All the things your guests would want but may be too shy to ask for.
Nothing teaches you more about hosting and how to stock your guest room than being a guest yourself.
One Shabbos last winter, my family stayed in a beautiful basement that belonged to complete strangers. We had been placed there by my cousins who were hosting a simcha nearby. Those guests quarters, it seemed, contained everything we needed, from lush towels to comfy linens. But there was no clock on the wall. Or on the night table. Not even in the kitchenette…I had forgotten my watch on my kitchen counter back at home. How was I going to figure out when it was time to start walking to the simcha hall?
That’s when I realized, that although I host frequently and always thought my guest rooms were stocked with everything one might need, I too, did not have a clock hanging. As soon as I got back home, I looked at my guestroom with new eyes and got to work filling in all the gaps.
Here’s a list to help ensure your guest room truly isn’t missing a thing.
[small_title title=”In the room:”]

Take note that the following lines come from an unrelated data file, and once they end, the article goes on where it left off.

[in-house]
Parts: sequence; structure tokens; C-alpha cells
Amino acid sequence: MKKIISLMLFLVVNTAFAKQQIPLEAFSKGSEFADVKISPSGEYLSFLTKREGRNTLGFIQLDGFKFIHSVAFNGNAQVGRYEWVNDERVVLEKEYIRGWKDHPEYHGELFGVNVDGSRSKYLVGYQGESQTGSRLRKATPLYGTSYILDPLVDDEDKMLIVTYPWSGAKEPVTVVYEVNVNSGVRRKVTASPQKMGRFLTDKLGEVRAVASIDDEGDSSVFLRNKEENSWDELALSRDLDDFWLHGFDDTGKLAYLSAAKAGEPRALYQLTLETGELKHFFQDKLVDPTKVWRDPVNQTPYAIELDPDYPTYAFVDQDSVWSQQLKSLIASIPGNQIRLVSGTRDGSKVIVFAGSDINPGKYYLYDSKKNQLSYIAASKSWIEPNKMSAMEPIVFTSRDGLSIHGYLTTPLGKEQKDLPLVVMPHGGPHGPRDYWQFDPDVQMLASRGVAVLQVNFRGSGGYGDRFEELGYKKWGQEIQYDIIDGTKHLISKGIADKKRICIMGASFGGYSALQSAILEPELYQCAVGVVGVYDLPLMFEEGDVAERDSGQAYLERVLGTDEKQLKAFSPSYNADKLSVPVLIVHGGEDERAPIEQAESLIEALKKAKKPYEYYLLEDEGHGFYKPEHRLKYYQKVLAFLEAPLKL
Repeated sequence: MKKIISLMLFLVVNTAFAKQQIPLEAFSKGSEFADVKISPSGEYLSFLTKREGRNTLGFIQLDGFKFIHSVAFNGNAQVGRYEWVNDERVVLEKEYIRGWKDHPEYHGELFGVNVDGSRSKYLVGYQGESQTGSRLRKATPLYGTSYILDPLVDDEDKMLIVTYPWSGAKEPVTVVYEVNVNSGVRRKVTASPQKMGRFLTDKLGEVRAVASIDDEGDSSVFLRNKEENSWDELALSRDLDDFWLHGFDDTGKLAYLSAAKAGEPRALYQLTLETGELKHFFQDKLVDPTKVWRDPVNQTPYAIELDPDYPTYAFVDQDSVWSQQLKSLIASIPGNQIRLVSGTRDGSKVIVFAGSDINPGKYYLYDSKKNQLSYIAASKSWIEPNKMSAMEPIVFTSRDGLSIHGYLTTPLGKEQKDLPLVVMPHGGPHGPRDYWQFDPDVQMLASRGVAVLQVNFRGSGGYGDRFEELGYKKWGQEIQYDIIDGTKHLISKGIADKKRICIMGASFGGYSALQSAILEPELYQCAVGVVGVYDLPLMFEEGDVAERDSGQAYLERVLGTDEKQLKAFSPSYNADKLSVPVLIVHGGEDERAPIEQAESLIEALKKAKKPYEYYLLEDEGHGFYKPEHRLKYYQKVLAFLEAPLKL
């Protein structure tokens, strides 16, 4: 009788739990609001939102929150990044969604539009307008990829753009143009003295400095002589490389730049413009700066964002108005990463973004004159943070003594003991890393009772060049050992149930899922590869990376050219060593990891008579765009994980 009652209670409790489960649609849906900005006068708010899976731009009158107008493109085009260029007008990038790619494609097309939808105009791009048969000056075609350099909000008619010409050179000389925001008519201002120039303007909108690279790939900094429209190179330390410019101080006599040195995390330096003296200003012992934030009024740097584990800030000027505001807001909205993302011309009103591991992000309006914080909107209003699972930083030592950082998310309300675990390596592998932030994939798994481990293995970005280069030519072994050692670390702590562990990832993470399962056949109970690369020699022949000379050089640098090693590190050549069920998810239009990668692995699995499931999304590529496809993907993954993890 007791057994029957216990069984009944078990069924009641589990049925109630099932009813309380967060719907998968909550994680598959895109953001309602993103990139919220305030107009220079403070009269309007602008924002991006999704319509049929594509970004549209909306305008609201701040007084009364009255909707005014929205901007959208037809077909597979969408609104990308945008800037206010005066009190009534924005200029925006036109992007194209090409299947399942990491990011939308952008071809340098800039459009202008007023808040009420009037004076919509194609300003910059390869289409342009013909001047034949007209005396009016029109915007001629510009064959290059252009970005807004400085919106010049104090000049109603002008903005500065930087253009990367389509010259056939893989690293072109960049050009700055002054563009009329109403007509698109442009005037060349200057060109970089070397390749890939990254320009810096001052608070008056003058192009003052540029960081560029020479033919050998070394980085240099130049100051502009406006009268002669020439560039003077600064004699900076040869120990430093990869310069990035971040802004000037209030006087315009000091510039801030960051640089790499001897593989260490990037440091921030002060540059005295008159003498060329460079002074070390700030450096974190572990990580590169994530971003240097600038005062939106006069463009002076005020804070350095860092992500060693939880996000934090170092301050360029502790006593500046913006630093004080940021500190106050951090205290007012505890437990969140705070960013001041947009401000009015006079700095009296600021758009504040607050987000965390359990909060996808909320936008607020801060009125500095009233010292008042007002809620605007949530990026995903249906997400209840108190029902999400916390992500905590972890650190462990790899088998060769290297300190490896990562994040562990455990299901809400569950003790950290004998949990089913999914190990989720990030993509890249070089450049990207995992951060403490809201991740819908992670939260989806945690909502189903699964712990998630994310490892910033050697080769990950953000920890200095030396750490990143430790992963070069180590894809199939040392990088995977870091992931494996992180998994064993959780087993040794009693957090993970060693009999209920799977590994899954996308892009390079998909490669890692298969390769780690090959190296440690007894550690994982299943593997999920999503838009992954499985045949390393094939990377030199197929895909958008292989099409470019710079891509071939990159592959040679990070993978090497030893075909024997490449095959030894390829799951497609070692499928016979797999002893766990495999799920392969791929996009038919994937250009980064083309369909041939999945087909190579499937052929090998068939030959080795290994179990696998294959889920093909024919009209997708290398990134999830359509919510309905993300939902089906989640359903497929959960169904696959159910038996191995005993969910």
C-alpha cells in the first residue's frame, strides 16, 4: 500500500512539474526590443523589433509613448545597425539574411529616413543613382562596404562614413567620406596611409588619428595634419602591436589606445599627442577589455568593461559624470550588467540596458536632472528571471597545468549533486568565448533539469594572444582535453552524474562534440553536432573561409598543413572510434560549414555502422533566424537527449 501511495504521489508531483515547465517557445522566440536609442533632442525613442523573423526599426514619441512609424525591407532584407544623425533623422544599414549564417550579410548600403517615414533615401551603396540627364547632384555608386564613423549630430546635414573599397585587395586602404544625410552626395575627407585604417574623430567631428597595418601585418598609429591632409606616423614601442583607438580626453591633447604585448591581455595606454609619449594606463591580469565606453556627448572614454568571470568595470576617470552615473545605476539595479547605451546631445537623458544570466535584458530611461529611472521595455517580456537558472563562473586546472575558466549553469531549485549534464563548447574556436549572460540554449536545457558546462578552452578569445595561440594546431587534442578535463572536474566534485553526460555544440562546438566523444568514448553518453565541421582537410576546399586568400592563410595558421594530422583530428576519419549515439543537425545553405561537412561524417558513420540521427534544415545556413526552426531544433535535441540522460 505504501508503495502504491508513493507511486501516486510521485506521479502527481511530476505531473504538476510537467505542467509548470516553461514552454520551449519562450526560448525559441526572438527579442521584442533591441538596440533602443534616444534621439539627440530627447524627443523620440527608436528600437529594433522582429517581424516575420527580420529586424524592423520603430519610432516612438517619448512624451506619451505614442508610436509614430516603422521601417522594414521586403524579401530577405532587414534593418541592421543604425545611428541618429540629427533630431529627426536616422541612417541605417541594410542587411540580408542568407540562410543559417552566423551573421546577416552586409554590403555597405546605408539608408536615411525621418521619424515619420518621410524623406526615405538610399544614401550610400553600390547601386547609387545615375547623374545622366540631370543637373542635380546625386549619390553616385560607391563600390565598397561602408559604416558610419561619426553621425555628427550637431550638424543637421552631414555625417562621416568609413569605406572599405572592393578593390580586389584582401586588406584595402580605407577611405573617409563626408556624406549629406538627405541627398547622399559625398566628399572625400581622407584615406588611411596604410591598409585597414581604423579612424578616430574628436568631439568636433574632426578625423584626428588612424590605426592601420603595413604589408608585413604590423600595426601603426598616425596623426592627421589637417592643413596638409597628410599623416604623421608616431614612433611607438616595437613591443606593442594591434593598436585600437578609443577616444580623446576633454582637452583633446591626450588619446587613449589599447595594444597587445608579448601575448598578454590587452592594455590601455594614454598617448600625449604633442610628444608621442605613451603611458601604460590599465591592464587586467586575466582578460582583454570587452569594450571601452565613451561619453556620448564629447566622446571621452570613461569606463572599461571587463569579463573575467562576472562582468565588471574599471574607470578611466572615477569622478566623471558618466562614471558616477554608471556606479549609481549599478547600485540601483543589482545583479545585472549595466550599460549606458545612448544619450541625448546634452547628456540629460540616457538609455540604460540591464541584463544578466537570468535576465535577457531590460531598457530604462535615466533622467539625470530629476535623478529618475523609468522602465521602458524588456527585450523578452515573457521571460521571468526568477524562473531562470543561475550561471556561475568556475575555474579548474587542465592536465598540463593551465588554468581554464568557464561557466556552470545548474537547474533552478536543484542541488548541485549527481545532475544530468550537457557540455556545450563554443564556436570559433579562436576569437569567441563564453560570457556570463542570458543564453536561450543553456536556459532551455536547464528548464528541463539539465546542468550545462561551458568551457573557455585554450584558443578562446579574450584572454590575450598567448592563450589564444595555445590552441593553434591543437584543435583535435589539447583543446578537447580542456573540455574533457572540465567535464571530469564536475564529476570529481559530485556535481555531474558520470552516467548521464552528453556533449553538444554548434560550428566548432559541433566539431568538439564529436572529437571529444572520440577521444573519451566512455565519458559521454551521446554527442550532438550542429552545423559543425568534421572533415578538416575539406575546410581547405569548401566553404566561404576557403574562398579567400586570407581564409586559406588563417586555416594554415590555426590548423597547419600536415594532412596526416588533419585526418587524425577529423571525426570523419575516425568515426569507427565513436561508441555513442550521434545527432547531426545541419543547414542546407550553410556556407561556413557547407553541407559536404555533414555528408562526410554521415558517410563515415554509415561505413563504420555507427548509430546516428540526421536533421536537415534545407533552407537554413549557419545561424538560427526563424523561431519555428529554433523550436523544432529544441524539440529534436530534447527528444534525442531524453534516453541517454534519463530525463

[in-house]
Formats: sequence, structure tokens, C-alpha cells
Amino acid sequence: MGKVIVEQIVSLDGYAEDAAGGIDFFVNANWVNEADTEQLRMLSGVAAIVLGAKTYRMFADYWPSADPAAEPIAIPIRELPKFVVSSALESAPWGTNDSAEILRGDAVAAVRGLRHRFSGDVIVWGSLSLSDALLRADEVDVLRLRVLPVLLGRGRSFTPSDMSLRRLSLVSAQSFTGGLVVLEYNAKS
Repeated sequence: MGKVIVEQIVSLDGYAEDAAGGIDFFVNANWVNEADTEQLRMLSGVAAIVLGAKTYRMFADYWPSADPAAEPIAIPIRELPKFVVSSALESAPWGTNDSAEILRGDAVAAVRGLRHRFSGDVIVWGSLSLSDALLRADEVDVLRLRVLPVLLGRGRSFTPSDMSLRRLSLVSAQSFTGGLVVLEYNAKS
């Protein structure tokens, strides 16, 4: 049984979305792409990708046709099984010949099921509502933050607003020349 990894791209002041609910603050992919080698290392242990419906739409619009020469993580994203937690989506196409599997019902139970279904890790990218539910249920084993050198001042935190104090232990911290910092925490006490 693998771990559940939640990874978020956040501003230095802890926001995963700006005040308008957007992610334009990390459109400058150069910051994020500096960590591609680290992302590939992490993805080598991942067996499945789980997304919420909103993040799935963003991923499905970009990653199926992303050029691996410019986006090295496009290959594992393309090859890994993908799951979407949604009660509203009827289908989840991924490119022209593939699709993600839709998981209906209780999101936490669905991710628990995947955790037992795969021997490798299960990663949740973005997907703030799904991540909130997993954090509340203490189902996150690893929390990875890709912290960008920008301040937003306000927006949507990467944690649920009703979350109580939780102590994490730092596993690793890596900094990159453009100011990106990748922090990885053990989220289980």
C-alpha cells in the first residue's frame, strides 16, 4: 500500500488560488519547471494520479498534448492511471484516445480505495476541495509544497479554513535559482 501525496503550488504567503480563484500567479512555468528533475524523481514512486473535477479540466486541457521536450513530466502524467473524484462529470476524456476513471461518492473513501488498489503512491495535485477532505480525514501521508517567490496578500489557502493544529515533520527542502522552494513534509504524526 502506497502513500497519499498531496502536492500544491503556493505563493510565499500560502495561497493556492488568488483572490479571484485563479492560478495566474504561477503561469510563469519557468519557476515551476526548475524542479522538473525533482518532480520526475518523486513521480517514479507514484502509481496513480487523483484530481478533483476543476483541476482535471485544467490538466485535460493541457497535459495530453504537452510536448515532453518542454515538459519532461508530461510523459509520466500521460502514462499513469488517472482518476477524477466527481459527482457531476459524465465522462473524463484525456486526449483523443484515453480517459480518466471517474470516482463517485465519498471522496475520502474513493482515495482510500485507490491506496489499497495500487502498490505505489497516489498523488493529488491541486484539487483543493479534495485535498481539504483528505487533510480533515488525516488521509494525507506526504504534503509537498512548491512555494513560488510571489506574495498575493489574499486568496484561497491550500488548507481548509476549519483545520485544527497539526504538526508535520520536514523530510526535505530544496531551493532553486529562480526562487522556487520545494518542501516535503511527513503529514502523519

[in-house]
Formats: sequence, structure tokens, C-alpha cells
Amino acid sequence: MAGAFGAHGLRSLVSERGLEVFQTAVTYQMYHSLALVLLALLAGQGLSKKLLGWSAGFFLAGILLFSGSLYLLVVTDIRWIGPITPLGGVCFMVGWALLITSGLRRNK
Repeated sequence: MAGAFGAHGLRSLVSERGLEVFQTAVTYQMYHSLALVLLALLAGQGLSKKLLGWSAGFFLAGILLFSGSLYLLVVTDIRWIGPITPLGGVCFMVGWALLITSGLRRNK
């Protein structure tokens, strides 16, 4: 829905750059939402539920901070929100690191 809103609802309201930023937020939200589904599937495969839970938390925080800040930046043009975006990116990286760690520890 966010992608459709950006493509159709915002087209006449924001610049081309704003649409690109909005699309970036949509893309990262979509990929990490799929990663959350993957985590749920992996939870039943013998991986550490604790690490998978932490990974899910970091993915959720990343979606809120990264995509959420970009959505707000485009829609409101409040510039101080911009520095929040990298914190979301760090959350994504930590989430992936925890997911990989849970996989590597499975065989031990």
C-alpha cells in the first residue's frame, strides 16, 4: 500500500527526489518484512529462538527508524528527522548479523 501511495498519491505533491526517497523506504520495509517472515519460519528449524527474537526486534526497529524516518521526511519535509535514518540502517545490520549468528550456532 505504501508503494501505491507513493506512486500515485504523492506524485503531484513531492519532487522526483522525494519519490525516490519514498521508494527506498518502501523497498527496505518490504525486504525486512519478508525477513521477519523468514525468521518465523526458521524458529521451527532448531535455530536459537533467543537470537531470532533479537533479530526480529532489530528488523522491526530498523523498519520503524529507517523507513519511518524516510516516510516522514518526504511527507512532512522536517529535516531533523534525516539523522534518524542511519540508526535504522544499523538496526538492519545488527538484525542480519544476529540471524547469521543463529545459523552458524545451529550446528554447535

Hangers in the closet
Pack and play in the closet with a clean sheet and blanket (it’s a nice touch)
Extra pillow in the closet
Shabbos lamp (make sure to turn on before Shabbos- sometimes guests forget to do so)
Empty drawers so your guests can unpack (Does that sound obvious? How many times did you start unpacking only to realize that the drawers are full of items your host stores in the guestroom?)
Assorted chargers (iPhone, USB plugs…)
[small_title title=”In the bathroom:”]
Enough towels (Try to have matching towels, preferably all white. White is always the most inviting.)
Individual mouthwash (I pick these up in Target at the travel aisle)
Lens solution and new lens case
Negel Vasser cups and bowls
[small_title title=”In the kitchenette area, or in a small corner:”]
Hot water urn with hot cups, coffee, sugar, sweeteners, teas, spoons, napkins and milk in the refrigerator.
Mini grape juice bottles for the women who want to make kiddush and enjoy a coffee
Milk and cereal for little kids (I like to include that for my guests. Since my guest rooms, in the basement, have a separate entrance, often I don’t see guests as they come and go as they please. I know it’s hard to wake up early in a strange home, especially when you have small children. Besides for cereal, I also like to include some other basics like yogurt.)
A few basic board games and toys like Cliks or Legos for guests with children
Books and reading material, preferably suitable for different genders and a range of ages. Biographies and such work well, as do magazines.
Did I miss anything? Suggestions welcome!